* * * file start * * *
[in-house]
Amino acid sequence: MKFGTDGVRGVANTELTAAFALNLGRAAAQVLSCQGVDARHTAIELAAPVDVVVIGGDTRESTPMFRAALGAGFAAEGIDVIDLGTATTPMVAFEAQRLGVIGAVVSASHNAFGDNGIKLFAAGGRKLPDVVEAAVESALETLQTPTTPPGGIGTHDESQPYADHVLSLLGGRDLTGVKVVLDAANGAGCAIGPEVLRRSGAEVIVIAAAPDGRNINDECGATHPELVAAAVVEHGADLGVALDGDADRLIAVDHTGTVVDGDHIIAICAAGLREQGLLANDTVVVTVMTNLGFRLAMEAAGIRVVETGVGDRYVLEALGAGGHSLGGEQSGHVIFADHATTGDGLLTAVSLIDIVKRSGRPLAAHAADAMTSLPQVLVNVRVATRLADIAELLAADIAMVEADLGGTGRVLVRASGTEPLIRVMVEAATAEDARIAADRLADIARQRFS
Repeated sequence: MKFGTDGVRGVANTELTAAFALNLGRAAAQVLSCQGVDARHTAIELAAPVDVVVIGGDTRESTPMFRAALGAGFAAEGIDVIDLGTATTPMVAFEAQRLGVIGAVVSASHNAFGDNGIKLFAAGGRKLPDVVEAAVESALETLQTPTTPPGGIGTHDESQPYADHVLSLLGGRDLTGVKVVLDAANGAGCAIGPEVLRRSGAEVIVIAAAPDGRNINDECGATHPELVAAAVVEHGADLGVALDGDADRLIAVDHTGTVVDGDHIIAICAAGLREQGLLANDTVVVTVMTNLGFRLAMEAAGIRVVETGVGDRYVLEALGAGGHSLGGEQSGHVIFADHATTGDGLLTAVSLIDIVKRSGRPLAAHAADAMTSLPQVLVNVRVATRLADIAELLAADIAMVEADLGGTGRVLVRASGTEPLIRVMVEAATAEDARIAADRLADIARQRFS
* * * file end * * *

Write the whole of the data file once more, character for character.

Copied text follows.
[in-house]
Amino acid sequence: MKFGTDGVRGVANTELTAAFALNLGRAAAQVLSCQGVDARHTAIELAAPVDVVVIGGDTRESTPMFRAALGAGFAAEGIDVIDLGTATTPMVAFEAQRLGVIGAVVSASHNAFGDNGIKLFAAGGRKLPDVVEAAVESALETLQTPTTPPGGIGTHDESQPYADHVLSLLGGRDLTGVKVVLDAANGAGCAIGPEVLRRSGAEVIVIAAAPDGRNINDECGATHPELVAAAVVEHGADLGVALDGDADRLIAVDHTGTVVDGDHIIAICAAGLREQGLLANDTVVVTVMTNLGFRLAMEAAGIRVVETGVGDRYVLEALGAGGHSLGGEQSGHVIFADHATTGDGLLTAVSLIDIVKRSGRPLAAHAADAMTSLPQVLVNVRVATRLADIAELLAADIAMVEADLGGTGRVLVRASGTEPLIRVMVEAATAEDARIAADRLADIARQRFS
Repeated sequence: MKFGTDGVRGVANTELTAAFALNLGRAAAQVLSCQGVDARHTAIELAAPVDVVVIGGDTRESTPMFRAALGAGFAAEGIDVIDLGTATTPMVAFEAQRLGVIGAVVSASHNAFGDNGIKLFAAGGRKLPDVVEAAVESALETLQTPTTPPGGIGTHDESQPYADHVLSLLGGRDLTGVKVVLDAANGAGCAIGPEVLRRSGAEVIVIAAAPDGRNINDECGATHPELVAAAVVEHGADLGVALDGDADRLIAVDHTGTVVDGDHIIAICAAGLREQGLLANDTVVVTVMTNLGFRLAMEAAGIRVVETGVGDRYVLEALGAGGHSLGGEQSGHVIFADHATTGDGLLTAVSLIDIVKRSGRPLAAHAADAMTSLPQVLVNVRVATRLADIAELLAADIAMVEADLGGTGRVLVRASGTEPLIRVMVEAATAEDARIAADRLADIARQRFS